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Peter Gammons
June 12, 1989
With every swing of his bat, there's a chance Bo Jackson will do something extraordinary. So everyone watches
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June 12, 1989

The Big Stick

With every swing of his bat, there's a chance Bo Jackson will do something extraordinary. So everyone watches

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Batting practice on this May night in the Minneapolis Metrodome had become a skeet shoot for Bo Jackson. He stood at the side of the cage and as each player made contact, Jackson shouted, "Pull!" Then, with his bat held like a rifle, he followed the flight of the ball and fired an imaginary shot at the arcing white sphere.

"Bo, it's your turn. One last swing," hollered Kansas City Royals hitting coach Mike Lum. The righthanded Jackson darted into the cage and jumped up to the plate—on the lefthand side. He took his one cut, and it was the last scene from The Natural, in nonfiction. The ball towered past the dome lights, crashing off the Hardware Hank sign on the facade of the second deck in far right center-field, an estimated 450 feet away and only 30 feet short of the longest rightfield homer ever hit in the Metrodome.

Kirby Puckett, standing in back of the cage with several other Twins, howled at Bo as he walked slowly toward the dugout to put the bat in the rack. Jackson glanced back at Puckett and yelled, "I got work to do," then picked up his glove and strolled nonchalantly out to leftfield to take some fly balls.

"Players from both teams watch when Bo takes batting practice," says Royals pitcher Bret Saberhagen. "There's always the feeling that you're going to see something you never saw before, and we don't want to miss it." Says Seattle catcher Scott Bradley, "Bo and [Jose] Canseco are the two guys that everyone wants to watch. When they're done you go into the clubhouse and swap stories about balls they hit. It doesn't matter if we haven't played the Royals for two months, Bo gets talked about. Everyone has to have a topper Bo story."

At Royals Stadium the rustle of anticipation begins as soon as Jackson takes his first step out of the on-deck circle toward home plate. By the time he steps into the batter's box, the crowd has usually begun a chant of "Bo...Bo...Bo." But it's not just at home that Jackson is the main attraction. In Minneapolis before a recent Royals-Twins series, the TV spots for the games consisted of 16 seconds of Bo highlights. "He's been called the greatest athlete of our time," intoned the announcer. "There's almost nothing he can't do." In Anaheim, Calif., the public address announcer was plugging Jackson's visit to the Big A three weeks before the Royals were to arrive. During a weekend series in Boston in April, in which Jackson had two homers and four stolen bases, a fan yelled, "Bo, let's see you hit the ball to Kenmoah Squayah—and catch it yawself!" When the first results of the All-Star balloting were announced on May 22, the American League's leading vote-getter was Bo.

No longer does one have to say "Bo Jackson," any more than one had to add Ruth to the Babe or Presley to Elvis. Bo, in just his third full season, has reached single-name stature. And he creates the same kind of "what next?" anticipation as basketball's Michael Jordan. "Bo is the only baseball player that you sense can do whatever he wants," says Royals centerfielder Willie Wilson. "And you can't wait to see him do it."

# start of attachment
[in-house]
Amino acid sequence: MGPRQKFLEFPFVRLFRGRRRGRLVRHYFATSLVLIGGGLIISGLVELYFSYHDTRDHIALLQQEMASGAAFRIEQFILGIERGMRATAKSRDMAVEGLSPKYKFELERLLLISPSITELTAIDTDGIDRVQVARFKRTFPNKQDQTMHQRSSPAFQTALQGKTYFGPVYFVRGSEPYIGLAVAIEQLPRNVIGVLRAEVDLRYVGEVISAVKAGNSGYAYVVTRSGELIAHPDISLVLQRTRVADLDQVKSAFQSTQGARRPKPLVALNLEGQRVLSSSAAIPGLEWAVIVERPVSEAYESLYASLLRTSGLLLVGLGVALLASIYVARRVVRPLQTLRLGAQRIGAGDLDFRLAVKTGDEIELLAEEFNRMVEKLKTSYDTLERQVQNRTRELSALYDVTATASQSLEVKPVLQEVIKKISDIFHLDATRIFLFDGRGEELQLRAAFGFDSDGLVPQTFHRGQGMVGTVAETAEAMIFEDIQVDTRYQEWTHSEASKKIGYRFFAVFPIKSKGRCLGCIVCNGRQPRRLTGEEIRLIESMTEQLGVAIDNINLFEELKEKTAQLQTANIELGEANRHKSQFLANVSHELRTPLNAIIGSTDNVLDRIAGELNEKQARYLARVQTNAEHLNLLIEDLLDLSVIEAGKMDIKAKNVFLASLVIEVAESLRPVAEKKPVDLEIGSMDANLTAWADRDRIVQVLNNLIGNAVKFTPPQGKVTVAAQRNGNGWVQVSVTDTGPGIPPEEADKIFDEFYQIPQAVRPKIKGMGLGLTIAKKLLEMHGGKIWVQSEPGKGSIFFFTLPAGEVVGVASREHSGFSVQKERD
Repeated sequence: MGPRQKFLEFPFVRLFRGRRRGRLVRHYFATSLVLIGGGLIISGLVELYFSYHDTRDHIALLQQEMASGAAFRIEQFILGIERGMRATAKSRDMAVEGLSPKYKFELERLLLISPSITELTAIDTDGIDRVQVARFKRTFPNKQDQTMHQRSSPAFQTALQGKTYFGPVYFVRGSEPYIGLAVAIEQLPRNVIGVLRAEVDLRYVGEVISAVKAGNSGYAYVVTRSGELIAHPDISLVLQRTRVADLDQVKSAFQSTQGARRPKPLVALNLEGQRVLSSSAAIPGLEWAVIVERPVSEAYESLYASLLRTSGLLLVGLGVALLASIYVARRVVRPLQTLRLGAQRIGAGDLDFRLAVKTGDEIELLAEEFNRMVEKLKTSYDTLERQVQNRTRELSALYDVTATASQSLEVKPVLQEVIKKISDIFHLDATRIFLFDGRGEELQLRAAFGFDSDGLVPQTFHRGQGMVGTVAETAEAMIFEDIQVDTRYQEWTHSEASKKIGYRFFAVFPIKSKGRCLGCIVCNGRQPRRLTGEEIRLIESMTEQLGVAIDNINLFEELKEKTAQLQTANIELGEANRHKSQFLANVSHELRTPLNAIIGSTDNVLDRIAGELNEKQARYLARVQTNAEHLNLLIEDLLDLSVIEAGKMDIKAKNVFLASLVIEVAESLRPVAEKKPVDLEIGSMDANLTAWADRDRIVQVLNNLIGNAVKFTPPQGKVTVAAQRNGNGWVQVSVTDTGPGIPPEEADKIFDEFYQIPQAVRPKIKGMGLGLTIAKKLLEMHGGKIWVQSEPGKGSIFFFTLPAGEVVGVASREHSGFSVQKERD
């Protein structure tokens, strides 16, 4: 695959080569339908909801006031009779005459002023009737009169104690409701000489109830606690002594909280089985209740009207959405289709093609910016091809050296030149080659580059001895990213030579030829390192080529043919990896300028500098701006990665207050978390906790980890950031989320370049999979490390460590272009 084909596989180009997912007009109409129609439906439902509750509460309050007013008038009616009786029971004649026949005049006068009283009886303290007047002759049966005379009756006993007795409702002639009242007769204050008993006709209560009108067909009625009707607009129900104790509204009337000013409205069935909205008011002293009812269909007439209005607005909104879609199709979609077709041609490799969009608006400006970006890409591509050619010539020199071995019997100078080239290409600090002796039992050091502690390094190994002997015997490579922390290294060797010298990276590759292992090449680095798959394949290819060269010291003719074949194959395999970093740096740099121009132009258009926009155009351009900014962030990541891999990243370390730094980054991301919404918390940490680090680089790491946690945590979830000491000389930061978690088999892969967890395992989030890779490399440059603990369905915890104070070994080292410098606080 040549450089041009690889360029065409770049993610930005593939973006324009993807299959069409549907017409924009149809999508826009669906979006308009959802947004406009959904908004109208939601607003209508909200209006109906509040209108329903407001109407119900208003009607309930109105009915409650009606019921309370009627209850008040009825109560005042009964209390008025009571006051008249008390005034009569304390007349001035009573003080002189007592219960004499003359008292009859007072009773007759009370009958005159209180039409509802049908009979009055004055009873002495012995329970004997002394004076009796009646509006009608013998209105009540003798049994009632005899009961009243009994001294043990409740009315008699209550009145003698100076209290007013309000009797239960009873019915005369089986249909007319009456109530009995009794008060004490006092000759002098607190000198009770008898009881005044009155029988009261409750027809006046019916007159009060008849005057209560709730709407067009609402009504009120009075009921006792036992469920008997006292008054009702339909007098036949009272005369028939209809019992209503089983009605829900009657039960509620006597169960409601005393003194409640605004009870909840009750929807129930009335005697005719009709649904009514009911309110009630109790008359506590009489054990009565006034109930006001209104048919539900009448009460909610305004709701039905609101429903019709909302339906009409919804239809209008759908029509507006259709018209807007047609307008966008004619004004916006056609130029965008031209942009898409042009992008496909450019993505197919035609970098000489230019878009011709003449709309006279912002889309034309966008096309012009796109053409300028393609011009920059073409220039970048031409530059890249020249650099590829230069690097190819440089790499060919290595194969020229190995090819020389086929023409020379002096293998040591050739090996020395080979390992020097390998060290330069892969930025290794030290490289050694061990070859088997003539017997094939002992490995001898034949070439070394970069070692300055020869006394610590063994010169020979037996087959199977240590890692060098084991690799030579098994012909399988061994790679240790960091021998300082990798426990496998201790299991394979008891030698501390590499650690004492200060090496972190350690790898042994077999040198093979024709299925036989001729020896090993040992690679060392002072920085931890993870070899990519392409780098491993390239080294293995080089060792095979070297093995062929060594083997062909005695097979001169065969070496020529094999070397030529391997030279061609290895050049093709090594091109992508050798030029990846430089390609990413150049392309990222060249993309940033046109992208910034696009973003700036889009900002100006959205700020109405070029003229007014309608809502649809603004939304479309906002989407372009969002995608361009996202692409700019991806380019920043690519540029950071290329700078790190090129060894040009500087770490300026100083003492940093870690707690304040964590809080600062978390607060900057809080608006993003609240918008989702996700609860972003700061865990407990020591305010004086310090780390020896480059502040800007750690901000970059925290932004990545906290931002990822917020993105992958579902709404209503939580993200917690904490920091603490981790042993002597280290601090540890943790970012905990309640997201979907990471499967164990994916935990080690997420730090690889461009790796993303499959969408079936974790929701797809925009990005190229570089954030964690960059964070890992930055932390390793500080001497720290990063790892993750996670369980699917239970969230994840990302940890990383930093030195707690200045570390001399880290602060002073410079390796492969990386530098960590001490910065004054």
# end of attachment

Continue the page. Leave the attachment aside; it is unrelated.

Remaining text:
It's not only with the bat that Bo does it. On the night after his lefty BP blast in Minneapolis, Jackson hit a pitch from the Twins' Francisco Oliveras into that same second deck—the first time a righthanded batter ever hit a ball into the rightfield upper deck. Afterward Jackson shrugged off the feat ("I hit it off the end of the bat," he said); he was much more excited about his steal of home that night. More accurately, he simply outran a throw. Jackson was caught off third on a botched hit-and-run, and Twins shortstop Greg Gagne, holding the ball, ran toward him to start a rundown play. Bo took off for the plate and beat Gagne's throw.

"You define mistakes differently with Bo," says K.C. manager John Wathan, "because a mistake to a normal player isn't a mistake to Bo. He can outrun and outthrow mistakes. We've got some terrific players on this team, but it seems as if nine out of 10 questions I answer are about Bo Jackson. We won a tough game against Cleveland, and the first question I got was about Bo breaking his bat over his knee after striking out. I'll have to admit, it was amazing to watch him take that bat and snap it over his knee like kindling."

Tales of Bo. There's the one about the 515-foot homer he hit in spring training off Boston's Oil Can Boyd—it cleared a 71-foot scoreboard. Royals coach Bob Schaefer tells about the time last year when Bo stepped out of the box and asked for time as Oriole pitcher Jeff Ballard went into his windup; the umpire refused and Jackson had to jump back in as the ball was on its way to the plate. He drilled a home run over the right centerfield fence.

They talk about his first major league homer, in September 1986, the one that went three-quarters of the way up the outfield embankment in Royals Stadium and hit the grass so hard it stuck. Scouts talk about clocking him to first base in 3.82 seconds to beat out a routine ground ball—on turf, no less—to Boston second baseman Marty Barrett. Then there was the day he raced into left center and hurtled through the air to stab a Rich Gedman line drive, prompting Red Sox manager Joe Morgan to say, "I've never seen anything like it in 37 years of professional baseball." Orioles scout Ed Farmer swears that in a game last season, he saw Jackson strike out and snap his bat over his shoulder, breaking it against his back.

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